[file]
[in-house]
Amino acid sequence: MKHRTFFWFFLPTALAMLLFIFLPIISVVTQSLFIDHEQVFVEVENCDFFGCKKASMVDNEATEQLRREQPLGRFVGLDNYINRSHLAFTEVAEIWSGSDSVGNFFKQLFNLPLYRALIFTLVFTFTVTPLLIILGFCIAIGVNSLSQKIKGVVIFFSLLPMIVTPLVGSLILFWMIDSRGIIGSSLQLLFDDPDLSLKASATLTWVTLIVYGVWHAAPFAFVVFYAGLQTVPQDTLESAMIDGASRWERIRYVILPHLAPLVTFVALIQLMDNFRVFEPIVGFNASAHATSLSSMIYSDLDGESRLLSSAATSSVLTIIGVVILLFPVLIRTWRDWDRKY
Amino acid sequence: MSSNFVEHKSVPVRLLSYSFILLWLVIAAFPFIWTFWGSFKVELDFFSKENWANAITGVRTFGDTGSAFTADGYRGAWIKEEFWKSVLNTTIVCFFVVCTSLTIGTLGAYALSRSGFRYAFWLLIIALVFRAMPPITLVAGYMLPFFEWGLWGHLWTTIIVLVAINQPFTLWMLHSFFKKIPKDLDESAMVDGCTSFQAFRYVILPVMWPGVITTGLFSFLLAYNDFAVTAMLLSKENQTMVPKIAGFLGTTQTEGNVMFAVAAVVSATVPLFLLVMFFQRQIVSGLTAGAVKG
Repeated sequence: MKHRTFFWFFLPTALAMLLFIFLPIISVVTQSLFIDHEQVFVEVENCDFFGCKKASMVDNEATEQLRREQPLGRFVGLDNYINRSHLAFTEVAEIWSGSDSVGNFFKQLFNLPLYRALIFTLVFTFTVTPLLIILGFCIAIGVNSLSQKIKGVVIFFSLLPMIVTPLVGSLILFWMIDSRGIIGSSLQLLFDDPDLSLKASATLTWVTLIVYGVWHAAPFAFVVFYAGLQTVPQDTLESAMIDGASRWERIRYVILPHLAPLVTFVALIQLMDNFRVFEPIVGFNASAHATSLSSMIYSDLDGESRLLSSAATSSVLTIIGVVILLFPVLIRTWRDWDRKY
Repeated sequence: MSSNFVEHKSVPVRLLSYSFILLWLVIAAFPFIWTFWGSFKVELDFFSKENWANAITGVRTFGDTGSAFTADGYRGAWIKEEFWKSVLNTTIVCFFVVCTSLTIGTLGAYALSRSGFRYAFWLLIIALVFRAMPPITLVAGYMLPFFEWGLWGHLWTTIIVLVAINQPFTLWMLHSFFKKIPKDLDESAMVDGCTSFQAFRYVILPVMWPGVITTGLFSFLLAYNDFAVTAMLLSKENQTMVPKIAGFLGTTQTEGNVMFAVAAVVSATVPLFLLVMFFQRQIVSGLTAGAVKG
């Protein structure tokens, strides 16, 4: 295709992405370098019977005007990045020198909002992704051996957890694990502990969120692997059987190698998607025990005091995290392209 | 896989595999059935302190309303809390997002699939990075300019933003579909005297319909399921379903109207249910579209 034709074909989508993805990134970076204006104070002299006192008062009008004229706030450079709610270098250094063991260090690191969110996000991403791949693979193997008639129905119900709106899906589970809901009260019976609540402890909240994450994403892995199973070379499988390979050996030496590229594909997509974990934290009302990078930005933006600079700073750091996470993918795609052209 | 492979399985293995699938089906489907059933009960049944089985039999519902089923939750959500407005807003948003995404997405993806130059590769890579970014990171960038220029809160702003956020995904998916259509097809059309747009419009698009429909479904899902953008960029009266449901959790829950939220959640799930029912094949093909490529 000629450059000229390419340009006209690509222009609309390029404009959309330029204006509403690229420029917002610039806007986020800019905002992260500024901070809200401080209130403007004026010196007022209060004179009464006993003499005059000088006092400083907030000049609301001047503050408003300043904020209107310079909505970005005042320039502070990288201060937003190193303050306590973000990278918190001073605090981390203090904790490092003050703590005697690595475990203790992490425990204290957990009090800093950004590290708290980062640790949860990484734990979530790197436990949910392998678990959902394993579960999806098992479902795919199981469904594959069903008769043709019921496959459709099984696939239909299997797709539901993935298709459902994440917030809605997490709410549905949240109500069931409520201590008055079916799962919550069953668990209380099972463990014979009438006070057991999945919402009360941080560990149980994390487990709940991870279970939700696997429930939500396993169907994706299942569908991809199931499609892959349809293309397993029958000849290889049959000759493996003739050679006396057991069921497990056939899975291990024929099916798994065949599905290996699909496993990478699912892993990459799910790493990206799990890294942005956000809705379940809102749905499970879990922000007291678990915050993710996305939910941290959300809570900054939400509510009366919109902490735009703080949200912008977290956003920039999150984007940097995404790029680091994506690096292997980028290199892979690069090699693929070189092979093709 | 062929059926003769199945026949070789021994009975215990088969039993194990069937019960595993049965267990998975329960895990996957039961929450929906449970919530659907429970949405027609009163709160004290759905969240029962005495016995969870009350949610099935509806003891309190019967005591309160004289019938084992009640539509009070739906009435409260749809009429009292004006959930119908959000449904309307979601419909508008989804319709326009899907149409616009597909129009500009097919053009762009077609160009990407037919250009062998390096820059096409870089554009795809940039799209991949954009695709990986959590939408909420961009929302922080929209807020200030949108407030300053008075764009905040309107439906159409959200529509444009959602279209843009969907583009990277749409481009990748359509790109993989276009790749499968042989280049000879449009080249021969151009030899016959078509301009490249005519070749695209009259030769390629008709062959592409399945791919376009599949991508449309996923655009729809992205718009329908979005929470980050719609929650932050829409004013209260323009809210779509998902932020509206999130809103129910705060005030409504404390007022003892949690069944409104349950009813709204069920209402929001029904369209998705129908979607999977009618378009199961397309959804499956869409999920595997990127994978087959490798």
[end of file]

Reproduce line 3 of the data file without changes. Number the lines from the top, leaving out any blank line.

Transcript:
Amino acid sequence: MSSNFVEHKSVPVRLLSYSFILLWLVIAAFPFIWTFWGSFKVELDFFSKENWANAITGVRTFGDTGSAFTADGYRGAWIKEEFWKSVLNTTIVCFFVVCTSLTIGTLGAYALSRSGFRYAFWLLIIALVFRAMPPITLVAGYMLPFFEWGLWGHLWTTIIVLVAINQPFTLWMLHSFFKKIPKDLDESAMVDGCTSFQAFRYVILPVMWPGVITTGLFSFLLAYNDFAVTAMLLSKENQTMVPKIAGFLGTTQTEGNVMFAVAAVVSATVPLFLLVMFFQRQIVSGLTAGAVKG